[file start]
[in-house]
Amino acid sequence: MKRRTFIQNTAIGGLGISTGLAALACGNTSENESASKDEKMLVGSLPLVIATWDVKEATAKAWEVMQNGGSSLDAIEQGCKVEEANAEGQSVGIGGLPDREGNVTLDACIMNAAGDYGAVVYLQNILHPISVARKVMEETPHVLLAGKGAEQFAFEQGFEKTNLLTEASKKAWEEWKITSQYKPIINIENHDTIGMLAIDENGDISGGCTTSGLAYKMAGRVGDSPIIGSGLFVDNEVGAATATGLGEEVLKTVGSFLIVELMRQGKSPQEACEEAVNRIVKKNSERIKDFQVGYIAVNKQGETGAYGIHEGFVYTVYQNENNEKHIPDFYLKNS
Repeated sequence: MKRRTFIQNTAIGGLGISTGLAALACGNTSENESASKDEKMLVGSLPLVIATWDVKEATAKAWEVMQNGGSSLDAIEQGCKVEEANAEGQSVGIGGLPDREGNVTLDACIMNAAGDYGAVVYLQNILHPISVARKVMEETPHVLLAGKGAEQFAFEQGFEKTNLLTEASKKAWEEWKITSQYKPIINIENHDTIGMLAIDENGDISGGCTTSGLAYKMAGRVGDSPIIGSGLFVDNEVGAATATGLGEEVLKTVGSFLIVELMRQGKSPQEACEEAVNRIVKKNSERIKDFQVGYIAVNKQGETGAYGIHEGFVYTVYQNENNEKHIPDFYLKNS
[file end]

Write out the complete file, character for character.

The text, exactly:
[in-house]
Amino acid sequence: MKRRTFIQNTAIGGLGISTGLAALACGNTSENESASKDEKMLVGSLPLVIATWDVKEATAKAWEVMQNGGSSLDAIEQGCKVEEANAEGQSVGIGGLPDREGNVTLDACIMNAAGDYGAVVYLQNILHPISVARKVMEETPHVLLAGKGAEQFAFEQGFEKTNLLTEASKKAWEEWKITSQYKPIINIENHDTIGMLAIDENGDISGGCTTSGLAYKMAGRVGDSPIIGSGLFVDNEVGAATATGLGEEVLKTVGSFLIVELMRQGKSPQEACEEAVNRIVKKNSERIKDFQVGYIAVNKQGETGAYGIHEGFVYTVYQNENNEKHIPDFYLKNS
Repeated sequence: MKRRTFIQNTAIGGLGISTGLAALACGNTSENESASKDEKMLVGSLPLVIATWDVKEATAKAWEVMQNGGSSLDAIEQGCKVEEANAEGQSVGIGGLPDREGNVTLDACIMNAAGDYGAVVYLQNILHPISVARKVMEETPHVLLAGKGAEQFAFEQGFEKTNLLTEASKKAWEEWKITSQYKPIINIENHDTIGMLAIDENGDISGGCTTSGLAYKMAGRVGDSPIIGSGLFVDNEVGAATATGLGEEVLKTVGSFLIVELMRQGKSPQEACEEAVNRIVKKNSERIKDFQVGYIAVNKQGETGAYGIHEGFVYTVYQNENNEKHIPDFYLKNS